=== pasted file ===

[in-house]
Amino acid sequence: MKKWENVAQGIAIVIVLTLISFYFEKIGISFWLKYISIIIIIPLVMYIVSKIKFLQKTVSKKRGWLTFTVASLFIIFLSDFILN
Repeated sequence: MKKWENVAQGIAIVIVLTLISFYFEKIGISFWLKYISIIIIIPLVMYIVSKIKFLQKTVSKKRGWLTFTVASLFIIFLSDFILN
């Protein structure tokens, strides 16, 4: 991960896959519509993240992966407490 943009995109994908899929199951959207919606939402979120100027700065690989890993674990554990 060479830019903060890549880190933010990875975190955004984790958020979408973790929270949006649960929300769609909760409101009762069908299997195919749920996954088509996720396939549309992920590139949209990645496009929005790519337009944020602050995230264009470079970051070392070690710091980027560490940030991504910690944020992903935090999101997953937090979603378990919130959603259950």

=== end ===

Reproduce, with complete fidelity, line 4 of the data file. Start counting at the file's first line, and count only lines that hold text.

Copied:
């Protein structure tokens, strides 16, 4: 991960896959519509993240992966407490 943009995109994908899929199951959207919606939402979120100027700065690989890993674990554990 060479830019903060890549880190933010990875975190955004984790958020979408973790929270949006649960929300769609909760409101009762069908299997195919749920996954088509996720396939549309992920590139949209990645496009929005790519337009944020602050995230264009470079970051070392070690710091980027560490940030991504910690944020992903935090999101997953937090979603378990919130959603259950």